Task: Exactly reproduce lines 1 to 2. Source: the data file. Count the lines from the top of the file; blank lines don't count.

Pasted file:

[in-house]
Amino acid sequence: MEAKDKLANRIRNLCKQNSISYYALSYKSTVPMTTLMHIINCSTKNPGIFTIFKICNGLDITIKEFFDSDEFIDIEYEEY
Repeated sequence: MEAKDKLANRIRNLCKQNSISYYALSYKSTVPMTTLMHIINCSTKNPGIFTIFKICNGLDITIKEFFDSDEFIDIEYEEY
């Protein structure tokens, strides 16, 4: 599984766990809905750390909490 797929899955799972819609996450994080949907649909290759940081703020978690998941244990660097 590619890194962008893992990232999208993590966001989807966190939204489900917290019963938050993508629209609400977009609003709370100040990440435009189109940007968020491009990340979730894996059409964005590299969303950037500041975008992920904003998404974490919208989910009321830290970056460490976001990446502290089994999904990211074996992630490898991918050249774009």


[in-house]
Amino acid sequence: MEAKDKLANRIRNLCKQNSISYYALSYKSTVPMTTLMHIINCSTKNPGIFTIFKICNGLDITIKEFFDSDEFIDIEYEEY